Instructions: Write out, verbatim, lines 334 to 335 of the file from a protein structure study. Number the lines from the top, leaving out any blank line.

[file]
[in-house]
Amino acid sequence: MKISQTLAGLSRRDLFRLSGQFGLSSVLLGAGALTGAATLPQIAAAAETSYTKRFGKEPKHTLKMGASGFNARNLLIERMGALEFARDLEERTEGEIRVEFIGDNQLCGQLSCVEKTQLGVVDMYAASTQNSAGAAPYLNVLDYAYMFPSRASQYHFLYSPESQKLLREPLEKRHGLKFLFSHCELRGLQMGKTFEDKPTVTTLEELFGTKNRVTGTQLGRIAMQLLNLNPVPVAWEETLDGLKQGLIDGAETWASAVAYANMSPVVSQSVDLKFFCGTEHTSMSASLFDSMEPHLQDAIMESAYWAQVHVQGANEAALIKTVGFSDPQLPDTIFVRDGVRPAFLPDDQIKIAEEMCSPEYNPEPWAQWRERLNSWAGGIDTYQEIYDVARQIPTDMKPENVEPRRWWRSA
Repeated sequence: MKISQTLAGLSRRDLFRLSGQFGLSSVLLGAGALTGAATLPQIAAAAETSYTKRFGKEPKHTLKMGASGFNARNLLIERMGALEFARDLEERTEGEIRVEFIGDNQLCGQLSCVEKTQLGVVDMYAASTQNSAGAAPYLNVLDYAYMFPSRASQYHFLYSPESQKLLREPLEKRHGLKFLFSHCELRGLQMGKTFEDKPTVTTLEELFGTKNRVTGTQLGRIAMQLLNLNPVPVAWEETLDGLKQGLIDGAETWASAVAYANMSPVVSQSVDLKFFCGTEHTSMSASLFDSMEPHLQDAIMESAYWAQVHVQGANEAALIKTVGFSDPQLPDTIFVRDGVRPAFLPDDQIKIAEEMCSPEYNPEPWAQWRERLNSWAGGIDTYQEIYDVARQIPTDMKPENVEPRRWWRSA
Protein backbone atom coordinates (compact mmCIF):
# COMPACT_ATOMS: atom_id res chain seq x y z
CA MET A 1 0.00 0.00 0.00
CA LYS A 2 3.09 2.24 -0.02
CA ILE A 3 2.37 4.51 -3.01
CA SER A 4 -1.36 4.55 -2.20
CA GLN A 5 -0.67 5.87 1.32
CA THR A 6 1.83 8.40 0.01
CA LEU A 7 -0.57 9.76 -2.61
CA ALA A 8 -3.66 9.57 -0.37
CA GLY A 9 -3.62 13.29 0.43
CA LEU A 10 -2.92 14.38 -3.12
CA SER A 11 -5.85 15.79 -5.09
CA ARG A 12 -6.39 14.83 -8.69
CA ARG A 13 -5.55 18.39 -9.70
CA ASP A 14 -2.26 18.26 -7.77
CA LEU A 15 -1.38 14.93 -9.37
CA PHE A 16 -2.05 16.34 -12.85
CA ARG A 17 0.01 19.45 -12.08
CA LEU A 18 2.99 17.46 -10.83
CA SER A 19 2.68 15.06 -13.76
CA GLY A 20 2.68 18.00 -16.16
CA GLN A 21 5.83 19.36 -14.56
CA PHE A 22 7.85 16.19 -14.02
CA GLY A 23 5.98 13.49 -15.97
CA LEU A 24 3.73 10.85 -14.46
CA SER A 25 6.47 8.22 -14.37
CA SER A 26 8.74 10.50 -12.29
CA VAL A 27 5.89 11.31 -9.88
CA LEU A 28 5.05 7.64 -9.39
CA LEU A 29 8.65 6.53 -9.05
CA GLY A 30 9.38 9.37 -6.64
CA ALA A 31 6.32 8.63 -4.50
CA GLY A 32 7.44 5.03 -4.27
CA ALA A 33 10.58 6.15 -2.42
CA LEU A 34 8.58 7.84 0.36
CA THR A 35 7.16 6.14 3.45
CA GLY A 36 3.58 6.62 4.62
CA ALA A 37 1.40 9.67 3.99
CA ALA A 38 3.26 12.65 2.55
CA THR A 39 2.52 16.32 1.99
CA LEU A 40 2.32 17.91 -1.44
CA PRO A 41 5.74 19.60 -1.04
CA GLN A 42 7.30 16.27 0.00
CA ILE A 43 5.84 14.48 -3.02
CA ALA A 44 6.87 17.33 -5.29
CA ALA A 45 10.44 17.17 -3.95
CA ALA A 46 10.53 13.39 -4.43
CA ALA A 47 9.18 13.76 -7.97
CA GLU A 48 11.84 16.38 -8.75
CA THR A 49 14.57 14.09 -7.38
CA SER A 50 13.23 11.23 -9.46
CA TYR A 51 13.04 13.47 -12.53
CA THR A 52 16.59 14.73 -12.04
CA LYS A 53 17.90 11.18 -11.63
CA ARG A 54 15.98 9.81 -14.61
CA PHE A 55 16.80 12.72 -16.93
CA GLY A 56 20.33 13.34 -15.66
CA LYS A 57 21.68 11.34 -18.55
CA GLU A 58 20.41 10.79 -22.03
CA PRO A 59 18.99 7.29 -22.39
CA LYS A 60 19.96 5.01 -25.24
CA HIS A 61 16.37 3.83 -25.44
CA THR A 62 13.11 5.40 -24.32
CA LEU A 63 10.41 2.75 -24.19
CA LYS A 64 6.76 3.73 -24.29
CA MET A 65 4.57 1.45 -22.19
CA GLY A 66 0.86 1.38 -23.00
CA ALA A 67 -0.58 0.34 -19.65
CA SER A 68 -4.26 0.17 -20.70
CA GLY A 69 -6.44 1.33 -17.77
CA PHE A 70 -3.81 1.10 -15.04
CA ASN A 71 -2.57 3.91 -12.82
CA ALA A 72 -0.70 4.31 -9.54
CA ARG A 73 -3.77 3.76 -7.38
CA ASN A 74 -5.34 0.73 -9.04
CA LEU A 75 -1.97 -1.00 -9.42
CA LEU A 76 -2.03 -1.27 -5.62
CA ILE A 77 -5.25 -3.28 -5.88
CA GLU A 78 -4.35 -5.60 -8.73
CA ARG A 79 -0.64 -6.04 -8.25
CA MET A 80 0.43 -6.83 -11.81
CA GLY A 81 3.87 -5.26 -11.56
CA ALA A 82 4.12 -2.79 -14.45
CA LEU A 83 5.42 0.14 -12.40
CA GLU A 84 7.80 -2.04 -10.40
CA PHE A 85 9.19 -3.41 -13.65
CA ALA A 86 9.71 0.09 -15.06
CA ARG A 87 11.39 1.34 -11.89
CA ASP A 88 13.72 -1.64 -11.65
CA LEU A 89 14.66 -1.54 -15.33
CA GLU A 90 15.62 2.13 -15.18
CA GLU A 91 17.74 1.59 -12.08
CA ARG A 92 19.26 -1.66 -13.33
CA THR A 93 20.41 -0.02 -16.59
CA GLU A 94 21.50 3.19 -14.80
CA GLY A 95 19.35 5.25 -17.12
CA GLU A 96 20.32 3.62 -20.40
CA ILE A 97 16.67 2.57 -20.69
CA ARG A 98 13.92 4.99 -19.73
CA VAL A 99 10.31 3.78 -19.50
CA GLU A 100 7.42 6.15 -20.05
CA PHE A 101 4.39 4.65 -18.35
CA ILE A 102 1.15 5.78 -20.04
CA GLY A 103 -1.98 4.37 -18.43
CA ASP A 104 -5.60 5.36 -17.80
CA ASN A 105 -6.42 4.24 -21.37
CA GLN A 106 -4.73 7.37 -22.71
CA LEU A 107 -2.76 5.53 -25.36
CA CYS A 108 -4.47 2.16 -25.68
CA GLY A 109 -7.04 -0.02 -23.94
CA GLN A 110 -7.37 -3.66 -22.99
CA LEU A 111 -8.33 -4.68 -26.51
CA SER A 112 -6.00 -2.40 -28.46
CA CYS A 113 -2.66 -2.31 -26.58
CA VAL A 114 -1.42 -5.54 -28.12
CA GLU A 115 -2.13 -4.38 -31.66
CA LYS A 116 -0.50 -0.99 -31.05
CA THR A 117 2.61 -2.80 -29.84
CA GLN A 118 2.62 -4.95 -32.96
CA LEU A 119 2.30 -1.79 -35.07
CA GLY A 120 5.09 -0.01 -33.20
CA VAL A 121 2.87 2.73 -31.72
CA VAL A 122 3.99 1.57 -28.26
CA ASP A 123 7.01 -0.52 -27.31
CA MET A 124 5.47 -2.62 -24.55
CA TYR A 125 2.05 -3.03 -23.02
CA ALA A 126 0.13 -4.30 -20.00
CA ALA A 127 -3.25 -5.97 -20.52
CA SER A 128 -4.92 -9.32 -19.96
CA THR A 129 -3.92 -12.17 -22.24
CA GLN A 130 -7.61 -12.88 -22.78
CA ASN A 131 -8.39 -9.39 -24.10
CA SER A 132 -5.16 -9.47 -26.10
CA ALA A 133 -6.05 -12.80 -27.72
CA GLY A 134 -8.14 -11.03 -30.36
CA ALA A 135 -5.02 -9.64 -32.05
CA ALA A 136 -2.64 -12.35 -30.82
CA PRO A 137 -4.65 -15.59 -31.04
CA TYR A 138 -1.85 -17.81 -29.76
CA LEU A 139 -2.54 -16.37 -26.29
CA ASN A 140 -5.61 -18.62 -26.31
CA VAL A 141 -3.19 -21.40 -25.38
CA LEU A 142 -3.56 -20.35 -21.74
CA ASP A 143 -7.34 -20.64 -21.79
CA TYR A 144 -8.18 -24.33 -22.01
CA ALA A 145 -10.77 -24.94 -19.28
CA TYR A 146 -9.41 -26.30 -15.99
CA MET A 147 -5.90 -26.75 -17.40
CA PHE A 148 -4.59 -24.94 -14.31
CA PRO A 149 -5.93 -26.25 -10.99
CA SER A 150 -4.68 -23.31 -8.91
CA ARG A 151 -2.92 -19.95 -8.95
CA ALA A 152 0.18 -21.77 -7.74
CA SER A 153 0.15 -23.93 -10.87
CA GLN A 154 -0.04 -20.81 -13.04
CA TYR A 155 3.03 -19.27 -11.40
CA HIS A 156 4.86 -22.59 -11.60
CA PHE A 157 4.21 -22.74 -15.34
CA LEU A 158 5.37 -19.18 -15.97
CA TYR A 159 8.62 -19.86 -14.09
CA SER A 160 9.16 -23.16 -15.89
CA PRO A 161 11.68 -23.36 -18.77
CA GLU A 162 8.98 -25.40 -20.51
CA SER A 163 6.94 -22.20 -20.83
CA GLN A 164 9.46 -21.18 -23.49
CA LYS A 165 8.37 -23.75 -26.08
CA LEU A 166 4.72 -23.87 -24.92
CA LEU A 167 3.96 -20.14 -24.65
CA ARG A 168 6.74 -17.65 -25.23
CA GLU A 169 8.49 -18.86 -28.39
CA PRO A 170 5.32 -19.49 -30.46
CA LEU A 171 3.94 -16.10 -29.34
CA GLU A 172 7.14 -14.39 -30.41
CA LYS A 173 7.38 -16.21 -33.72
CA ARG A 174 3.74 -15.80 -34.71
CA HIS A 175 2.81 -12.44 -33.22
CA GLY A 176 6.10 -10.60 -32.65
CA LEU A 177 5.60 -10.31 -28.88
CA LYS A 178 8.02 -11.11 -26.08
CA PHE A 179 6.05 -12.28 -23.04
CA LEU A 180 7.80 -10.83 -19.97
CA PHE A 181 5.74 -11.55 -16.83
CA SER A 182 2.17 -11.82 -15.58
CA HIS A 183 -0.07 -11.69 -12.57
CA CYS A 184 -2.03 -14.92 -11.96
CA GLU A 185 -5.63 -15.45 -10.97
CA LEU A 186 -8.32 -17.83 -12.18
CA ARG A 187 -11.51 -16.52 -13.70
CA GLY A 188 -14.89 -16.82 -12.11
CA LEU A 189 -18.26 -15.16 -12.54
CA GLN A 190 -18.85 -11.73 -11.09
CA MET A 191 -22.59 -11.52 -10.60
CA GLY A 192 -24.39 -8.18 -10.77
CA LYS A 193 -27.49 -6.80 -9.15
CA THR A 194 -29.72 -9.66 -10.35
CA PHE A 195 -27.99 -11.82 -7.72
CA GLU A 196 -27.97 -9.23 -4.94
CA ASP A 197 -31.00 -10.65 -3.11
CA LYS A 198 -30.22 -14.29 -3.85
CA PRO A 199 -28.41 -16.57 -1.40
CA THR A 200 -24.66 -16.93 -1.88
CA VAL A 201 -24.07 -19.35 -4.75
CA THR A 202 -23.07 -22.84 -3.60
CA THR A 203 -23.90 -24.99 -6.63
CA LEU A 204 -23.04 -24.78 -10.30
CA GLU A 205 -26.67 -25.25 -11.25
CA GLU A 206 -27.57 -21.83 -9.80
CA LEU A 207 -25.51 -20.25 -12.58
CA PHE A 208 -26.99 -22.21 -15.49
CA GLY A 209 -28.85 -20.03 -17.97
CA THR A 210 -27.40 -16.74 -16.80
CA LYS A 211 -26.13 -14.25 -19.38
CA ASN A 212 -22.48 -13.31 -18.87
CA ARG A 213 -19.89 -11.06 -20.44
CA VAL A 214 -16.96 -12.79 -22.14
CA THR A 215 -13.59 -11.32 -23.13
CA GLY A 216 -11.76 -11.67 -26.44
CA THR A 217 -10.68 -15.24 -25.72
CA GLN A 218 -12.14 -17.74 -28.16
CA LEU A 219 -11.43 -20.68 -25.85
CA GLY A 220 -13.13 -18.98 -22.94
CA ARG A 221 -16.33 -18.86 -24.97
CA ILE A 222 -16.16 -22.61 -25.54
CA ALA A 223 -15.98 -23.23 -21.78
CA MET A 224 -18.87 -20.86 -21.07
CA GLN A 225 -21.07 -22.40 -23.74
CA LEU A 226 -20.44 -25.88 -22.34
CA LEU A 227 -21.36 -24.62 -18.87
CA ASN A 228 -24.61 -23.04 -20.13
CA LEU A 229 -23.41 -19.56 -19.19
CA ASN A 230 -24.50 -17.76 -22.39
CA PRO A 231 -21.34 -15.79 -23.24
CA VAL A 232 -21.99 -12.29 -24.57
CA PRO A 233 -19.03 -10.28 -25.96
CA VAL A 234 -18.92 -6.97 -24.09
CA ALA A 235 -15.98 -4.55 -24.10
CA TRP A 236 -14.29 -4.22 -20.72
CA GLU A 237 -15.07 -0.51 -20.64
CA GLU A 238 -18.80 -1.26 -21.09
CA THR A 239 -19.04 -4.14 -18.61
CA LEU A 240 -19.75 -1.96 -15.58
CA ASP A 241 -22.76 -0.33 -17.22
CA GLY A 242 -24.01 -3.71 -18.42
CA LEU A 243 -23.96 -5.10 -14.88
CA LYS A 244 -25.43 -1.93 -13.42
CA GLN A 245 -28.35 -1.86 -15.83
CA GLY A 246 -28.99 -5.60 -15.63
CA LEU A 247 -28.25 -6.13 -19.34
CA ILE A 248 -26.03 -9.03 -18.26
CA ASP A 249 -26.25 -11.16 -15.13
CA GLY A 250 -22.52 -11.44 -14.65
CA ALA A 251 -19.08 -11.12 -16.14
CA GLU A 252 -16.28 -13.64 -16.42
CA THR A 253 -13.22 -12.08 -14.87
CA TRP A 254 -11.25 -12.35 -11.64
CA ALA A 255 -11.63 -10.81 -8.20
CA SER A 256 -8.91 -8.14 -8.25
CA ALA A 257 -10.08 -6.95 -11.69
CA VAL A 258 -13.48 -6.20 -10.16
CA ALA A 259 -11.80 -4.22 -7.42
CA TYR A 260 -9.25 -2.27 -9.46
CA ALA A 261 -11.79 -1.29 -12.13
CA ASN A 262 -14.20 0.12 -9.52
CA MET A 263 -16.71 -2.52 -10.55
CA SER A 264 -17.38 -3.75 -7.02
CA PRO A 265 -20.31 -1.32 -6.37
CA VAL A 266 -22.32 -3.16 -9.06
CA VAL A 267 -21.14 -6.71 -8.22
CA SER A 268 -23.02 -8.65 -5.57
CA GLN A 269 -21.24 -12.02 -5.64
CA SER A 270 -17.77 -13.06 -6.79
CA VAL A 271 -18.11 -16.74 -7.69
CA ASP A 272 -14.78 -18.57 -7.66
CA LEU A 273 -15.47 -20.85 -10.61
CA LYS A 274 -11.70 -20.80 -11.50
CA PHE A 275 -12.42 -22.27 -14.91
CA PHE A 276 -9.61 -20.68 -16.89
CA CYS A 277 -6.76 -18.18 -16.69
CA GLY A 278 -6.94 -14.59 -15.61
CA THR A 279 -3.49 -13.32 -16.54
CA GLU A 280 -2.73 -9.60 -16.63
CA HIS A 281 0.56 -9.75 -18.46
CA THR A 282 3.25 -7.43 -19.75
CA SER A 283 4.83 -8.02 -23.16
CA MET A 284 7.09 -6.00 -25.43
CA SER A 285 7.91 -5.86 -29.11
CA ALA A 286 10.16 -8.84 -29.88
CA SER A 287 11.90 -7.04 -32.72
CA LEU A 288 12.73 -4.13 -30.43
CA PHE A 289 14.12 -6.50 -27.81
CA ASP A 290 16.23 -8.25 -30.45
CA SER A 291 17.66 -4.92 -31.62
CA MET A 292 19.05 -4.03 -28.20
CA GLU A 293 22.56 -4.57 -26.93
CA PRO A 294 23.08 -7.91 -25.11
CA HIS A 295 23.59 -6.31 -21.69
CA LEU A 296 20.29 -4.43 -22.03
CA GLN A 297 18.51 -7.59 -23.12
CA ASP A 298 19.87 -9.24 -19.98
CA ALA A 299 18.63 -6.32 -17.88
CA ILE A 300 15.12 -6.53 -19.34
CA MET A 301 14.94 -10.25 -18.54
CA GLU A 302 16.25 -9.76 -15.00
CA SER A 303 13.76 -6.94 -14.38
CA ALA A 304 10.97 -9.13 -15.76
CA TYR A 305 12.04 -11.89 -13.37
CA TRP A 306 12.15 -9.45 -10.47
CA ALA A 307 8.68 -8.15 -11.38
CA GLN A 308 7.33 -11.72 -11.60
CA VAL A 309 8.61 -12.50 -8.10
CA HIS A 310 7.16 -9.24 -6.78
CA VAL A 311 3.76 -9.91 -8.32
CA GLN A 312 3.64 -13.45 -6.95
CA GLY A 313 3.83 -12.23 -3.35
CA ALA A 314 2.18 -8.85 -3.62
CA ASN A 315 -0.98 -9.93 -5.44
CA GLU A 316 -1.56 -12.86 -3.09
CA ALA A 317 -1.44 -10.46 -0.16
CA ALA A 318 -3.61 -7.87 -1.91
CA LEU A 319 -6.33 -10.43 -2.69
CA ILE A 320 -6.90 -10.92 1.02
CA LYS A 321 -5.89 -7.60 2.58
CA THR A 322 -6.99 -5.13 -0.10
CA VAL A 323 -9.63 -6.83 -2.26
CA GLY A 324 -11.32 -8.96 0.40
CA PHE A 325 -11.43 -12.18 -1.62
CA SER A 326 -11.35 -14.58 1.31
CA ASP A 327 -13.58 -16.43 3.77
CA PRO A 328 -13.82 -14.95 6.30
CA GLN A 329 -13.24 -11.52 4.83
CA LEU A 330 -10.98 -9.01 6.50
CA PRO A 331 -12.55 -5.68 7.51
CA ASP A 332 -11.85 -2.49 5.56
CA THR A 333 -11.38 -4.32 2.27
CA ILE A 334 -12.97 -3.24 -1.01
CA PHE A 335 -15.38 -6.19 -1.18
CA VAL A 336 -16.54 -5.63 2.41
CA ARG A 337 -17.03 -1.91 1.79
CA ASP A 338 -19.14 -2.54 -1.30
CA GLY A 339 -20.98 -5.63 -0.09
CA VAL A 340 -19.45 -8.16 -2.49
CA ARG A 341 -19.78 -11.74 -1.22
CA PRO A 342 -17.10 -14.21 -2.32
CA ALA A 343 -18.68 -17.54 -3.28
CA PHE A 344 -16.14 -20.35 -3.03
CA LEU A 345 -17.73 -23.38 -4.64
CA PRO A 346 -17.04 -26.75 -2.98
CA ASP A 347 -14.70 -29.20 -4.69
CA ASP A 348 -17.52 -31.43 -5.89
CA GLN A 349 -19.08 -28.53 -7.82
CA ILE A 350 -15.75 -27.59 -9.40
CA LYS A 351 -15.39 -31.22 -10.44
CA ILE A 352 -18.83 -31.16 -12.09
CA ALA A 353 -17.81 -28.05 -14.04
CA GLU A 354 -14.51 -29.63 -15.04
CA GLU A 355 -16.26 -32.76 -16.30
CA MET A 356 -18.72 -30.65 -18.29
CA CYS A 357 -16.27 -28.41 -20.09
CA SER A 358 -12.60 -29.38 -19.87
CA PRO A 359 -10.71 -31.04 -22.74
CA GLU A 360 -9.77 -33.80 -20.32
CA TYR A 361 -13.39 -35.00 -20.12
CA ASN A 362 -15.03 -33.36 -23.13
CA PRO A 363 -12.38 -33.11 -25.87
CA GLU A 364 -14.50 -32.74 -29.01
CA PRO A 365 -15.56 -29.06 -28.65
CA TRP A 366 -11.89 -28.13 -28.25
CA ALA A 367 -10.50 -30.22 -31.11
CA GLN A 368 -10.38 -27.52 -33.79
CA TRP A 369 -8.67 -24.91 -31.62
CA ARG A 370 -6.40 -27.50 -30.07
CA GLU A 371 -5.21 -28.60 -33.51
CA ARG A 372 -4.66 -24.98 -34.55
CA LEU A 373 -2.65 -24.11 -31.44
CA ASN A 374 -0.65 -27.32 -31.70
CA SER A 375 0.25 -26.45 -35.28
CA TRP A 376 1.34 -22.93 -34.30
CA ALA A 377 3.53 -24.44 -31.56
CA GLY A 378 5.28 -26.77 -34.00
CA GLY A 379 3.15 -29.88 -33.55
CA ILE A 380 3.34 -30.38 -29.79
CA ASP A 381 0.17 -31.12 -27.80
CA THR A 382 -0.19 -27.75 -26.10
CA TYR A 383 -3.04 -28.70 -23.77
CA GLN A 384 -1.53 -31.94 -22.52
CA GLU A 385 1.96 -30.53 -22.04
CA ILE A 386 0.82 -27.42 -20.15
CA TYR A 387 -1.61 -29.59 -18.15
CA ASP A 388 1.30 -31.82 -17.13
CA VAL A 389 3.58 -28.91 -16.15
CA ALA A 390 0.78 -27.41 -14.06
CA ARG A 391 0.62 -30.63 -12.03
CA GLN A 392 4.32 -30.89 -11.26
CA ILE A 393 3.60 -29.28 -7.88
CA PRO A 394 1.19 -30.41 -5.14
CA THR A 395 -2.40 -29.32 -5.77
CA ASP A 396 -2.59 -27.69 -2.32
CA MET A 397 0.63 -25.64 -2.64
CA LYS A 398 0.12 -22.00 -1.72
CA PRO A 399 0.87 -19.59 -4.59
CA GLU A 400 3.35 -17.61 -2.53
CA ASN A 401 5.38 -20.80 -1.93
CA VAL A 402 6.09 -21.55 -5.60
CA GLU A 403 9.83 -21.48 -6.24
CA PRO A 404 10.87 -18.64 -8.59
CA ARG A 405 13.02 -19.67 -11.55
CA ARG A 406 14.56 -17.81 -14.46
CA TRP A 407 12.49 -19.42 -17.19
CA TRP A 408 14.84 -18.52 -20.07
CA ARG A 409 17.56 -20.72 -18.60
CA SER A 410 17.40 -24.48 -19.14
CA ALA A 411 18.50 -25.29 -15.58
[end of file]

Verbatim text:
CA GLN A 329 -13.24 -11.52 4.83
CA LEU A 330 -10.98 -9.01 6.50